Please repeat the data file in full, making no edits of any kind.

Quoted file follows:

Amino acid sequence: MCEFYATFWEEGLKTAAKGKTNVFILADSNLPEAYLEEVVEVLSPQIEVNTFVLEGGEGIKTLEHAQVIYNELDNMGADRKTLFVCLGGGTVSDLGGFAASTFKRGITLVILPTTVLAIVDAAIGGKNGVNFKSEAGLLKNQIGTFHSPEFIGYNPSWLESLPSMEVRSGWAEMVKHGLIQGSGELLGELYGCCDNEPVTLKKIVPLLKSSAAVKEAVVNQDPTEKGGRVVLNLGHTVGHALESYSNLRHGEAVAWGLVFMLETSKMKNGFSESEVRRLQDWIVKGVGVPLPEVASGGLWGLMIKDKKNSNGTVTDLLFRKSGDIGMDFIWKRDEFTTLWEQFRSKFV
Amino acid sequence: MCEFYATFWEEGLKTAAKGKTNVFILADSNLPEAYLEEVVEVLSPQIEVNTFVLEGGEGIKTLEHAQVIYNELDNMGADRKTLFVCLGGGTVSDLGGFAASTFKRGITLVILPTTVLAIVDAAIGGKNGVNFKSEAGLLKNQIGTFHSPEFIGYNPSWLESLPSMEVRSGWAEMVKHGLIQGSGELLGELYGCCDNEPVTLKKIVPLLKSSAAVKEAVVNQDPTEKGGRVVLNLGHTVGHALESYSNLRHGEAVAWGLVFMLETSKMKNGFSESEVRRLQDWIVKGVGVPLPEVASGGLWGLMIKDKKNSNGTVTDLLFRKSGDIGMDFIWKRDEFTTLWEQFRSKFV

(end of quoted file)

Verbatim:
Amino acid sequence: MCEFYATFWEEGLKTAAKGKTNVFILADSNLPEAYLEEVVEVLSPQIEVNTFVLEGGEGIKTLEHAQVIYNELDNMGADRKTLFVCLGGGTVSDLGGFAASTFKRGITLVILPTTVLAIVDAAIGGKNGVNFKSEAGLLKNQIGTFHSPEFIGYNPSWLESLPSMEVRSGWAEMVKHGLIQGSGELLGELYGCCDNEPVTLKKIVPLLKSSAAVKEAVVNQDPTEKGGRVVLNLGHTVGHALESYSNLRHGEAVAWGLVFMLETSKMKNGFSESEVRRLQDWIVKGVGVPLPEVASGGLWGLMIKDKKNSNGTVTDLLFRKSGDIGMDFIWKRDEFTTLWEQFRSKFV
Amino acid sequence: MCEFYATFWEEGLKTAAKGKTNVFILADSNLPEAYLEEVVEVLSPQIEVNTFVLEGGEGIKTLEHAQVIYNELDNMGADRKTLFVCLGGGTVSDLGGFAASTFKRGITLVILPTTVLAIVDAAIGGKNGVNFKSEAGLLKNQIGTFHSPEFIGYNPSWLESLPSMEVRSGWAEMVKHGLIQGSGELLGELYGCCDNEPVTLKKIVPLLKSSAAVKEAVVNQDPTEKGGRVVLNLGHTVGHALESYSNLRHGEAVAWGLVFMLETSKMKNGFSESEVRRLQDWIVKGVGVPLPEVASGGLWGLMIKDKKNSNGTVTDLLFRKSGDIGMDFIWKRDEFTTLWEQFRSKFV